An on-trend bar crawl during World’s 50 Best Bars week recaps some top watering holes of the year, and what leading bartenders are mixing up for the coming year.
Pandemic be damned, I went to London for the World’s 50 Best Bars event in December 2021. Here’s a curated crawl of award winners, bars to watch and insider hangouts that hints at what the bar world might deliver in 2022.
In a holiday season with some international supply-chain blips, shop local—and shop soon!—for B.C. small-batch spirts holiday gifts. Limited-edition and seasonal items sell out fast, so if you happen to miss out this season, get on e-newsletter lists or follow distilleries on social media to watch for the next drop, and be very nice (not naughty) until next year. Many items from last holiday season are bound to be available again, so check out last year’s guide, too.
Whisky in just two weeks? Get a taste of the “synthetically aged spirits” world
It’s amber in the glass, with aromas of toasted bread, fresh-cut wood, apple and pear. It’s flavours of butterscotch with clove and pepper spice. I’d blind-taste it as a young but promising Canadian whisky from a craft distillery, somewhere on its three-year journey to the glass.
“It’s two weeks old,” says Steve Watts, distiller and founder of South Surrey’s Mainland Whisky, of his Time Machine Hungarian Oak bottling. One of the craft renegades experimenting with accelerated maturation and “synthetic” aged whisky, the Texas-trained distiller says, “There are so many people who are traditionalists in this industry—I don’t need to be a traditionalist.” While his Time Machine spirits can’t be labeled “Canadian whisky,” Watts says, “I see this as a product not to replace barrel-aged whisky, but as something totally different.” (He eventually plans to release traditional wood-matured whiskies, too.)
Vancouver’s Gastown creates a safe, social outdoor oasis for the return of cocktail culture this summer. It makes perfect sense for the neighbourhood founded on the bar that helped build a city.
Under some welcome umbrella shade on the Jules Bistro patio, live music wafts over from a nearby performer, the all-day-happy-hour Chambord kiss of French Martinis flow for $14, while cocktailians sip under vintage lamposts festooned with lush flower baskets. It almost feels like the “before times.”
As life slowly returns to normal this summer, Vancouver’s Gastown—the neighbourhood where the city started, and where our most famous bar ever was started by its namesake, nicknamed Gassy Jack (aka John Deighton) more than 150 years ago—has embraced pandemic conditions to enhance its reputation as patio central.
Celebrate International Women’s Day on March 8 by buying or drinking a woman-made spirit, such as these global brands that have women master blenders, distillers and more.
Down in Tullahoma, Tennessee, master distiller Nicole Austin is shaking up the nearly 150-year-old George Dickel whiskey brand. One state north in Kentucky, although legendary Michter’s master distiller Pamela Heilmann retired in 2019, she passed the torch to master of maturation Andrea Wilson. At Woodford Reserve, Elizabeth McCall is the assistant master distiller, at Old Forester Jackie Zykan is master taster and Eboni Major is the master blender at Bulleit.
For the fourth year in a row, a B.C. craft spirit has won the Canadian Artisan Spirit Competition: raise a toast to Vancouver Island’s Ampersand Distilling, makers of Nocino!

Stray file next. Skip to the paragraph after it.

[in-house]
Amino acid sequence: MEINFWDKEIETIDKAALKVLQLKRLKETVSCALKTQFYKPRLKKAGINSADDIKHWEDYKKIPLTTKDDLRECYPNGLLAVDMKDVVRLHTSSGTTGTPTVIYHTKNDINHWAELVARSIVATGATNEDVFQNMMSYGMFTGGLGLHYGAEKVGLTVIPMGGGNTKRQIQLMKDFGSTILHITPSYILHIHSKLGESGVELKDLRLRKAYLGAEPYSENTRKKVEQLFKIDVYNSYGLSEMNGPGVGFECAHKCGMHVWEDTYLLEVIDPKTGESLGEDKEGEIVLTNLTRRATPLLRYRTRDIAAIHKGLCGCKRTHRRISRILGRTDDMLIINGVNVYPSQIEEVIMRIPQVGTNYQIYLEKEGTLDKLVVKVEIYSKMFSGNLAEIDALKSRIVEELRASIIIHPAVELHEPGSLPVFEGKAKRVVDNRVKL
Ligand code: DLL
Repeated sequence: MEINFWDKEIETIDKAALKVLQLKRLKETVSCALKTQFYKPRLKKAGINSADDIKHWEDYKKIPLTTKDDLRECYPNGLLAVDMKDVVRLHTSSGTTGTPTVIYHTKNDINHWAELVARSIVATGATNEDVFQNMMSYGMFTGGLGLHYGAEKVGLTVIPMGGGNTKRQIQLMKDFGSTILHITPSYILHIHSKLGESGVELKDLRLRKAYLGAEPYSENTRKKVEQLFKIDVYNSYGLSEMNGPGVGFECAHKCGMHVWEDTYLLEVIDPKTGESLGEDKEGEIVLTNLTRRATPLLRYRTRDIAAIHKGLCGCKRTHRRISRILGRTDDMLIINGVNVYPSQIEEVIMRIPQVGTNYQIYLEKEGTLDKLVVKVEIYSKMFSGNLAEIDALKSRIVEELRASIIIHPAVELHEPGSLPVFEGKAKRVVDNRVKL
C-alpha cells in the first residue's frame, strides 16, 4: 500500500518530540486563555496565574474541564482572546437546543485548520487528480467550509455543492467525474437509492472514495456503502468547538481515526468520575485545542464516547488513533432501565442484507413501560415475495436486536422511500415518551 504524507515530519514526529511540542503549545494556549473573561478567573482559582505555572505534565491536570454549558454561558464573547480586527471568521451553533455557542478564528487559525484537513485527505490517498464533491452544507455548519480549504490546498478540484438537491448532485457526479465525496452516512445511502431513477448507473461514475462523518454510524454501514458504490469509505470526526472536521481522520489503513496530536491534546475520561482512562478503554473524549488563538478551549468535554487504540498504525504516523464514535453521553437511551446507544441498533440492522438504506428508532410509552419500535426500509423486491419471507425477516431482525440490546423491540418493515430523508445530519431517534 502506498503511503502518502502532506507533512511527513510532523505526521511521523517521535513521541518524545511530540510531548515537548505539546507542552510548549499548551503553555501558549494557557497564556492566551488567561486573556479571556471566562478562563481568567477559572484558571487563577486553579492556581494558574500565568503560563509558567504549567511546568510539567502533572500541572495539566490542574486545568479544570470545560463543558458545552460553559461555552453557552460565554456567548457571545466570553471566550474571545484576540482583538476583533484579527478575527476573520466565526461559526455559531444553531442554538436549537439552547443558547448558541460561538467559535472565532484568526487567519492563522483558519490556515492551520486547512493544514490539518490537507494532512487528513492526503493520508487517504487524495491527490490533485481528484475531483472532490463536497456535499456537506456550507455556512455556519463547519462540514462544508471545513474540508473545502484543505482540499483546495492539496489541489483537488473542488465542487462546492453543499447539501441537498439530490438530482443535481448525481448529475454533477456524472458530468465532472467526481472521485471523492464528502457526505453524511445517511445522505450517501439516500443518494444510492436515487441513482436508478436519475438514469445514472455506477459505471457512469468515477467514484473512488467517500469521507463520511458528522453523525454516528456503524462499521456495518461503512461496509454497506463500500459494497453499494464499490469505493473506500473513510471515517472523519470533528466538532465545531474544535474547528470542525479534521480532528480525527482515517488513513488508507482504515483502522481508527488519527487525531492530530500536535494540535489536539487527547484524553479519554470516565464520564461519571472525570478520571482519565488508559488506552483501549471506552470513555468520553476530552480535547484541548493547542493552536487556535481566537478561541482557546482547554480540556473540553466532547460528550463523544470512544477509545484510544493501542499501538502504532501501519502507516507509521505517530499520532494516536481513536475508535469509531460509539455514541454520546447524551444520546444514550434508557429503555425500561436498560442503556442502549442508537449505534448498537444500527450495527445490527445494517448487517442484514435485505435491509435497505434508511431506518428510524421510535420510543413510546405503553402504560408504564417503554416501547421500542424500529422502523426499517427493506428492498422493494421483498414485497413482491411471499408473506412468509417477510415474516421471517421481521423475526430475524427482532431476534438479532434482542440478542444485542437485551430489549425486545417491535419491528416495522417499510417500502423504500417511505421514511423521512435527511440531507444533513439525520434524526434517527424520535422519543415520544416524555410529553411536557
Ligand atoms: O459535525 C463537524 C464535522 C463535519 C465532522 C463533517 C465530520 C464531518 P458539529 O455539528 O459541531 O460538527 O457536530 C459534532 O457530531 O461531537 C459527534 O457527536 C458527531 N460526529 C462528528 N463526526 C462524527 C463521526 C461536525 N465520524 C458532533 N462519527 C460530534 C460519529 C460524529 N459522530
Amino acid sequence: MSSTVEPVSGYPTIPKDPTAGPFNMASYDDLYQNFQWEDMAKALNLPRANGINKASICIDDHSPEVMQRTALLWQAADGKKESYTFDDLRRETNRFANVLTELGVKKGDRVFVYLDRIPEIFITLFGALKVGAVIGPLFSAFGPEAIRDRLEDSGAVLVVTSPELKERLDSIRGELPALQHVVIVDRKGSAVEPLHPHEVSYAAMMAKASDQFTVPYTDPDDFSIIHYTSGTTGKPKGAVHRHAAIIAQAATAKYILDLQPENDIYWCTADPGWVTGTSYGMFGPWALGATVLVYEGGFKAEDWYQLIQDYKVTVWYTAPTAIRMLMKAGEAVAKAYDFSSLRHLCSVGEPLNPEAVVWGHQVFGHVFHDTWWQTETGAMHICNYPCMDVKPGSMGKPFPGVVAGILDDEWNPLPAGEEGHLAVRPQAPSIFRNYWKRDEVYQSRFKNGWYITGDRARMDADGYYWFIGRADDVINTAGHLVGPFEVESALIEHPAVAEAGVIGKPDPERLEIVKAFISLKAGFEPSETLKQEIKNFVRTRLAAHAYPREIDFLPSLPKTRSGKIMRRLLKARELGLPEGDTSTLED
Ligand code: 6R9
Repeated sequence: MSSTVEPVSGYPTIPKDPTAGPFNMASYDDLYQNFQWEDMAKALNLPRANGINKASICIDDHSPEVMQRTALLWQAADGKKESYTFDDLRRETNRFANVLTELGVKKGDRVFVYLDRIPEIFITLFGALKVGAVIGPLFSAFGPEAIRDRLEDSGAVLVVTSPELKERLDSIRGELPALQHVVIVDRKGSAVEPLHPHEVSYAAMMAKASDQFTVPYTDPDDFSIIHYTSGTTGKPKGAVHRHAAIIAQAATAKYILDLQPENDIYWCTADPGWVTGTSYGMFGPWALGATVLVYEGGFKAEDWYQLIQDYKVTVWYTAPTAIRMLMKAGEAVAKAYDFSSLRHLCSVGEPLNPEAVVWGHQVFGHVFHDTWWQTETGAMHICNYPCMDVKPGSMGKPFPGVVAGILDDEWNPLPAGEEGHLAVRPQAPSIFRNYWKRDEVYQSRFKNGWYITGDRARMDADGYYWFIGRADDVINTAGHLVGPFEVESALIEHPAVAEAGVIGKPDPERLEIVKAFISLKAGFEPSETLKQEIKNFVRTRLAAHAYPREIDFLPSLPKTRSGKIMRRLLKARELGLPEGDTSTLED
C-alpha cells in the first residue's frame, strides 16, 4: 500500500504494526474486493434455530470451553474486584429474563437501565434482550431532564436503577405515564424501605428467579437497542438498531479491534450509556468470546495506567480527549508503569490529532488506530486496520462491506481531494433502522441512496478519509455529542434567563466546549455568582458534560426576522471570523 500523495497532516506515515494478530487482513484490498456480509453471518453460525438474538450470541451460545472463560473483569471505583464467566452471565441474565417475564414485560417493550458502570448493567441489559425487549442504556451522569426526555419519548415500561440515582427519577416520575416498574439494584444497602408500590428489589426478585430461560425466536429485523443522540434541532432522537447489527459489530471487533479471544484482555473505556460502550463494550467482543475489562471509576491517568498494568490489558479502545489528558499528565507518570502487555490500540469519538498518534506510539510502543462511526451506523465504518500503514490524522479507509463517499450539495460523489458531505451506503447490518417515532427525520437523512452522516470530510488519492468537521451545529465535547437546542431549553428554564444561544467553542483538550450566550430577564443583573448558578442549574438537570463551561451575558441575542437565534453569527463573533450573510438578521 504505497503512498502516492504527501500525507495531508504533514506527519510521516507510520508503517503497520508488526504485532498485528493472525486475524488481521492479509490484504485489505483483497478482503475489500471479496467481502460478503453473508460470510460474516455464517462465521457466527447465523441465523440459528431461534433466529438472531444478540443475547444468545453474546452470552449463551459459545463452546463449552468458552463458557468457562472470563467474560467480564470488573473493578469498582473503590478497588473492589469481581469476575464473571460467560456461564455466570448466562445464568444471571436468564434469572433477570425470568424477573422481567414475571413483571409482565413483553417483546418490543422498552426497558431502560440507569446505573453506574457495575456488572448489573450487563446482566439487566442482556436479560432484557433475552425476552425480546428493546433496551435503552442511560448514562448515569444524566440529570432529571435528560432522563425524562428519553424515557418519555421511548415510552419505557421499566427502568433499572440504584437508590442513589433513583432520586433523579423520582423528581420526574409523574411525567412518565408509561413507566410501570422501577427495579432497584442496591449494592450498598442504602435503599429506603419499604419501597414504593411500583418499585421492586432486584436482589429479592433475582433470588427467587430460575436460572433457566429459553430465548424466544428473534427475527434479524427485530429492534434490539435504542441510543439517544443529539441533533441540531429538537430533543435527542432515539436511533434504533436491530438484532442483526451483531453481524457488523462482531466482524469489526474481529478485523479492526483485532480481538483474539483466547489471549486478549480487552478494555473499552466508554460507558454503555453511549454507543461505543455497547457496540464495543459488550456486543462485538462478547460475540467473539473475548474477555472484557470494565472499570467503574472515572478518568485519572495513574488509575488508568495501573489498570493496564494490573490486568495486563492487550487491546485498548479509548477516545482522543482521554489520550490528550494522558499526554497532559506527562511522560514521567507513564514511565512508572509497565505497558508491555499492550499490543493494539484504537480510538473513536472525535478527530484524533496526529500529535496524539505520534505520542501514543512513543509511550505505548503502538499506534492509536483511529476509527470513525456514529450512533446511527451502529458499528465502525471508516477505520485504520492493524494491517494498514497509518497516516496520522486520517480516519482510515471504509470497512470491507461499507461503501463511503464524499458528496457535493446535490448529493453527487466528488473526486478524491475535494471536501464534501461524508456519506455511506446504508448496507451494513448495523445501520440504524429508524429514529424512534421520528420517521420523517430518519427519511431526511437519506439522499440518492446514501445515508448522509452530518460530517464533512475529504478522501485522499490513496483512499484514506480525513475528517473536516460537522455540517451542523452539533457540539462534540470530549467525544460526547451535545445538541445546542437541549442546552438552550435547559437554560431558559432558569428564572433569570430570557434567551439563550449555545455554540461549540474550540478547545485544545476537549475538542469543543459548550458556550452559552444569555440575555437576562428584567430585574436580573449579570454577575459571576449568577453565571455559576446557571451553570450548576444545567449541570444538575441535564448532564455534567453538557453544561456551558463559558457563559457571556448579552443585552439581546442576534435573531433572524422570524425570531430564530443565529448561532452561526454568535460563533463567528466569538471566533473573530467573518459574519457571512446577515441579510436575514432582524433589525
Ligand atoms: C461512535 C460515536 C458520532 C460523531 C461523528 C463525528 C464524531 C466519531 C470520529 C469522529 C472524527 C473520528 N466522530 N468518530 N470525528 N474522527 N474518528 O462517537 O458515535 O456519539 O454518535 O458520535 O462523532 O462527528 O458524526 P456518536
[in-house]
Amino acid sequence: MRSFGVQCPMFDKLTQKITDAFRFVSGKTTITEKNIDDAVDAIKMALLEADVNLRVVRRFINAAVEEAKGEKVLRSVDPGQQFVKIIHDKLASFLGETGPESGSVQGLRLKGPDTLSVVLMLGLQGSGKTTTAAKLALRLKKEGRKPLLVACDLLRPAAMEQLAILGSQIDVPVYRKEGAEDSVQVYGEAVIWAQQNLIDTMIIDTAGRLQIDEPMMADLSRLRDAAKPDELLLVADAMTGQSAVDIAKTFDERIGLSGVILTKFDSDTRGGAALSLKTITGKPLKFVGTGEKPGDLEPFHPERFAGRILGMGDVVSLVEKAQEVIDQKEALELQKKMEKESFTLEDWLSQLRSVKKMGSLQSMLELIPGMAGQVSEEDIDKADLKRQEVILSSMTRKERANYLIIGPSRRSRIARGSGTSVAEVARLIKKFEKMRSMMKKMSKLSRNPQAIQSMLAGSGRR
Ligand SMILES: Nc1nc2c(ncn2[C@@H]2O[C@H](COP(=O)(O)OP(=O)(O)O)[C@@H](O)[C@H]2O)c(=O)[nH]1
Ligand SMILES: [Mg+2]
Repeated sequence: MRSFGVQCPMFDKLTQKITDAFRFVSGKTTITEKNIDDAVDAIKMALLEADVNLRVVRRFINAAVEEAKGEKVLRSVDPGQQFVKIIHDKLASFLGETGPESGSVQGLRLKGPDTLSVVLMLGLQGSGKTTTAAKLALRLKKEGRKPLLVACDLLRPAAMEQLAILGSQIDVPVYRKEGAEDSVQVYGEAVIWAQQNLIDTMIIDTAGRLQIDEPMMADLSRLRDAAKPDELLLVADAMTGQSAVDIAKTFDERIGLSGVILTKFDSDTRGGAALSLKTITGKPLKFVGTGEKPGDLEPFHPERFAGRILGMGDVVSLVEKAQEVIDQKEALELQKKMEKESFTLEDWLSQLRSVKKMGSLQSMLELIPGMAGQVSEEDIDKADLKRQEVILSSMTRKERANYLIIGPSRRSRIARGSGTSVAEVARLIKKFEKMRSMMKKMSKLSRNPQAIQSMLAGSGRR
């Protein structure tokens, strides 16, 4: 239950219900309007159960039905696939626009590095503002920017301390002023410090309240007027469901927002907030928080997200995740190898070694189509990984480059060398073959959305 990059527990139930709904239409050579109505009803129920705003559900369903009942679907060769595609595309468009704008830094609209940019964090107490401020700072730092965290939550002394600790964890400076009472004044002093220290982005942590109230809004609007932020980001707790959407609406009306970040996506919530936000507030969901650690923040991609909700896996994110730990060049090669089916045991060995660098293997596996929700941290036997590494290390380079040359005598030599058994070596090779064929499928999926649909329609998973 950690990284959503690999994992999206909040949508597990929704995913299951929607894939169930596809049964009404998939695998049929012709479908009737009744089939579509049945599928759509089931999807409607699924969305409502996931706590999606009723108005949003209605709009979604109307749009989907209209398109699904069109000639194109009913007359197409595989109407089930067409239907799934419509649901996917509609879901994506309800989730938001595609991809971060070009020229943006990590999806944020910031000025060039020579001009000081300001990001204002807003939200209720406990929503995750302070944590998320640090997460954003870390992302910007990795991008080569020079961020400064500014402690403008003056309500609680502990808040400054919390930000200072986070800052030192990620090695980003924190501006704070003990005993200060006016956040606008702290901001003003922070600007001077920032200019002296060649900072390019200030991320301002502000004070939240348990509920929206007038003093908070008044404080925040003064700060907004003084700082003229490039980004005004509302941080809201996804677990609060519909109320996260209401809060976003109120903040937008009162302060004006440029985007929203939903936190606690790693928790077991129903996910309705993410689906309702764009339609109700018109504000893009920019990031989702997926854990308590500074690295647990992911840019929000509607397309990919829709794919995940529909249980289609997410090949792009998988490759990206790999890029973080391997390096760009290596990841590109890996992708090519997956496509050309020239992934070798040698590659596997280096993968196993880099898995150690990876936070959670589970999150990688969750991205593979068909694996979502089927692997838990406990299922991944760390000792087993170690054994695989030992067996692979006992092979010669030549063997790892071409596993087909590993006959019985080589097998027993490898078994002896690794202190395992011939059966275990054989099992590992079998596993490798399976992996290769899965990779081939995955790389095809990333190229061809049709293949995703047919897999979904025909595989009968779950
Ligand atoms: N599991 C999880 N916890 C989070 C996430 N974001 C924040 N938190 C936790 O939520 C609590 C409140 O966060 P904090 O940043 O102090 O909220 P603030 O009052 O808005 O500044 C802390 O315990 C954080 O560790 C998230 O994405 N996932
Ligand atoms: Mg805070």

The Canadian Artisan Spirit of the Year is the Nocino! from Ampersand Distilling Company on Vancouver Island. Founded by the Schacht clan, Ampersand operates from a Duncan-area farm, using stills that were designed and built by father and son Stephen and Jeremy; Jessica Schact is instrumental in product development; and Ramona Froehle-Schact manages the farm and more—a true family affair.
10 things not to do at home—or anywhere, according to CocktailSafe’s Camper English
The Roof is on Fire! That was the name of a dangerous-drinks seminar that San Francisco writer Camper English (of alcademics.com fame) and Bittermens co-founder Avery Glasser gave in 2016 at Tales of the Cocktail. Their warnings on potentially dangerous bartending ingredients, equipment and techniques were so eye-opening, English later nabbed a grant to develop cocktailsafe.org, a geekily helpful website packed with deeply researched information and resources.
“Bartenders on Facebook were chatting a lot about potentially dangerous drinks … and I thought it would be useful to put all this information, and a lot more, in one place as a reference to bartenders everywhere,” he says.
Here are his top 10 red flags for home mixologists—and pros, too.
Let’s retire the mocktails and let these placebo drinks, “nocktails” and free-spirited bottles happily get you through Dry-uary
This year could be peak Sober Curious: just check out the new booze-free vending machine at Larry’s Market in the Shipyards, featuring mickeys of Solbru booze-free spirit and cans of Sober Carpenter and Partake near-beer in slots that recently held healthy salads and takeout—proof that Dry-uary is a full-blown lifestyle trend.
Shake and mix like a pro with this starter list of essential bar gear
Ask a pro bartender for their must-haves, and the answer might be practical: bar mops (a cheap pack of these thin, absorbent white towels is smart, even for home) and pens. However, the essentials below look more aspirational on your home bar cart: always chic in stainless steel, they’re especially envy-inspiring in on-point finishes from gold and rose gold to gunmetal and matte black. (For a roundup of additional tools for the advanced bartending pro, read here.)